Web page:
Fears of telcos becoming ‘dumb pipes’ are overblown, according to a new report from the Economist Intelligence Unit sponsored by operations support system provider Amdocs.  Based on interviews with senior executives from telecom service providers and other industry stakeholders from several world regions, the report outlines five different strategies that telcos can use to avoid becoming dumb pipe providers.

Strategy options include partnering with providers of Internet content, operating more efficient networks, adopting new pricing models that better reflect actual network usage, embracing competing technologies such as voice over IP and expanding into industries such as energy and health care using technologies such as cloud computing and machine-to-machine communications.

The report includes case studies of how service providers have achieved success using each of these strategies. For example, a carrier that partnered with content providers is MTS, Russia’s largest mobile network operator, which operates a portal that takes a share of revenue from the sale of music and videos to customers. And Deutsche Telekom is an example of a carrier that has branched into the energy industry, providing a smart metering service to the local utility in a German city.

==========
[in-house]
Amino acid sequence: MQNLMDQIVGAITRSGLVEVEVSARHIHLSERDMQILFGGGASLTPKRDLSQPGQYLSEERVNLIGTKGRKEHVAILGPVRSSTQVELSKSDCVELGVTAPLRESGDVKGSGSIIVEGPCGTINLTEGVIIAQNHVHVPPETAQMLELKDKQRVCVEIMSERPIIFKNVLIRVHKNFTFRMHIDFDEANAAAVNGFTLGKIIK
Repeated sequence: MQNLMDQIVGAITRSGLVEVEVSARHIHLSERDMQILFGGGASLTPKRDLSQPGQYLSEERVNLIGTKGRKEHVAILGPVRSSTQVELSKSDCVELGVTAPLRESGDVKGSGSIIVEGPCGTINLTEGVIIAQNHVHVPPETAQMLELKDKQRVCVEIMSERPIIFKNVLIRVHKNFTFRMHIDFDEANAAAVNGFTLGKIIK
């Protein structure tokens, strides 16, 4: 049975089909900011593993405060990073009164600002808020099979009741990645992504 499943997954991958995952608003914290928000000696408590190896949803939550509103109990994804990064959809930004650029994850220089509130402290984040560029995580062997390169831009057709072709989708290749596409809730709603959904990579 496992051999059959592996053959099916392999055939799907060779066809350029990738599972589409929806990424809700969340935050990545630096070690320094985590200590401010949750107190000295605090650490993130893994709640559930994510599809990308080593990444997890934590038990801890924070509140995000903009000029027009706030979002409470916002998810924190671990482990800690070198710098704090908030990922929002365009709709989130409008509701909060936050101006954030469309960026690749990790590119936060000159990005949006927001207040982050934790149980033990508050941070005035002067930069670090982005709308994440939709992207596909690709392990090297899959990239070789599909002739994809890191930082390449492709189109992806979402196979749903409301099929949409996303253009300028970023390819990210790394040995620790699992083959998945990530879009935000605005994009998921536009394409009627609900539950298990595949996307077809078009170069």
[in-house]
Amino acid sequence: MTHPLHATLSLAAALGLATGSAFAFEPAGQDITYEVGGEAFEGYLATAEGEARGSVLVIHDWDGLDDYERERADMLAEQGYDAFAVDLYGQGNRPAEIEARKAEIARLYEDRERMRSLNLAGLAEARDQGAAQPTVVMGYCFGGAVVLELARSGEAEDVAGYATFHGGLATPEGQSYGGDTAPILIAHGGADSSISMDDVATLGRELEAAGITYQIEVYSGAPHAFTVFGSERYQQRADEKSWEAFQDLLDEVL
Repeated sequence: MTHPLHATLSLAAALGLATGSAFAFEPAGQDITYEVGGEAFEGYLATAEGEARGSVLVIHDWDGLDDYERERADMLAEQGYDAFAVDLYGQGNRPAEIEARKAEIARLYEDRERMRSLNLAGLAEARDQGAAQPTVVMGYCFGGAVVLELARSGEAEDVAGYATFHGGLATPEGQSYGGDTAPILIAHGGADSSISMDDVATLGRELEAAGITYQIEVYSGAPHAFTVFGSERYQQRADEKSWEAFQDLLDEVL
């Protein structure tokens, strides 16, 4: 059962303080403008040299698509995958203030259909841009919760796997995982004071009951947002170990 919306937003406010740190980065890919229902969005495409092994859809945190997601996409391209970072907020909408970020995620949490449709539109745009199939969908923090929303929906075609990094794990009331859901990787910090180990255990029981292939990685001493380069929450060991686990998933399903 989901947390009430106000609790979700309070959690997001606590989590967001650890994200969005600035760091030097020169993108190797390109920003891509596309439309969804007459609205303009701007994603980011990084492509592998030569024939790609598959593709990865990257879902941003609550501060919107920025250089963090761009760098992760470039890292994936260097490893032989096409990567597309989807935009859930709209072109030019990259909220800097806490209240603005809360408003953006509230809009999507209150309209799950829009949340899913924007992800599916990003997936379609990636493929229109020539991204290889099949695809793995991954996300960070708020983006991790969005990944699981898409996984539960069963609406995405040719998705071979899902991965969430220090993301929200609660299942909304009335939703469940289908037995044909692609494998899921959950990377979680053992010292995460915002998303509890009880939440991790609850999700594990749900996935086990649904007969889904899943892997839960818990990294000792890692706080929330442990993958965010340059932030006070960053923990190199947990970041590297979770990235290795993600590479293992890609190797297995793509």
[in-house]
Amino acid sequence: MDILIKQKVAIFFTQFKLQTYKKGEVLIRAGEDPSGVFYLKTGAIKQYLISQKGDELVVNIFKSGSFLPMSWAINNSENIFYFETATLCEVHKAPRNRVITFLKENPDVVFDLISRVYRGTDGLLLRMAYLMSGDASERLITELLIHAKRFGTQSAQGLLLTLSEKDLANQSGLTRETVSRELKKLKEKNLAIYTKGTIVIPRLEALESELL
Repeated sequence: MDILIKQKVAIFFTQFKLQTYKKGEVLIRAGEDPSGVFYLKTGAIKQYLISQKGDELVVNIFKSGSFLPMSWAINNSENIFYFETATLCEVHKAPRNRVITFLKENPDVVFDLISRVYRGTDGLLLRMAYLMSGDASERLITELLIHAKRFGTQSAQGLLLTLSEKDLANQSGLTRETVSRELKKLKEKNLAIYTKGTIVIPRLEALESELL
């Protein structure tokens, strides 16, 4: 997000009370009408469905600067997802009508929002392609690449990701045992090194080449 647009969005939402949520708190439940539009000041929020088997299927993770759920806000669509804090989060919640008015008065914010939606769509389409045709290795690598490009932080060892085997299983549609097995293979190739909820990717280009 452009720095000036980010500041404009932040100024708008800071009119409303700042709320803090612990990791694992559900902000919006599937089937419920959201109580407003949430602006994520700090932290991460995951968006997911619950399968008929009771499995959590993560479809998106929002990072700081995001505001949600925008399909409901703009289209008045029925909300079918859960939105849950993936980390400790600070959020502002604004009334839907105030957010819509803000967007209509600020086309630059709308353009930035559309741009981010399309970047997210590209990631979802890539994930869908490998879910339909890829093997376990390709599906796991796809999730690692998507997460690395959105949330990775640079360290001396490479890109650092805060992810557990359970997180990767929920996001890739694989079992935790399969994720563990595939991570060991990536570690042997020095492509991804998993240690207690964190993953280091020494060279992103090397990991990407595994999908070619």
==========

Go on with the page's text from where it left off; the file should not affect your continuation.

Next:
Unfortunately, only one U.S. operator—Clearwire—was interviewed for the report. And U.S. operators may have difficulty replicating some of the recommended strategies—such as those focused around new pricing models. The researchers suggest, for example, that operators could avoid becoming dumb pipes by using traffic shaping to base tariffs on speed or by selling faster, safer access to Internet content providers. But they note that U.S. operators face regulatory hurdles in implementing such strategies.

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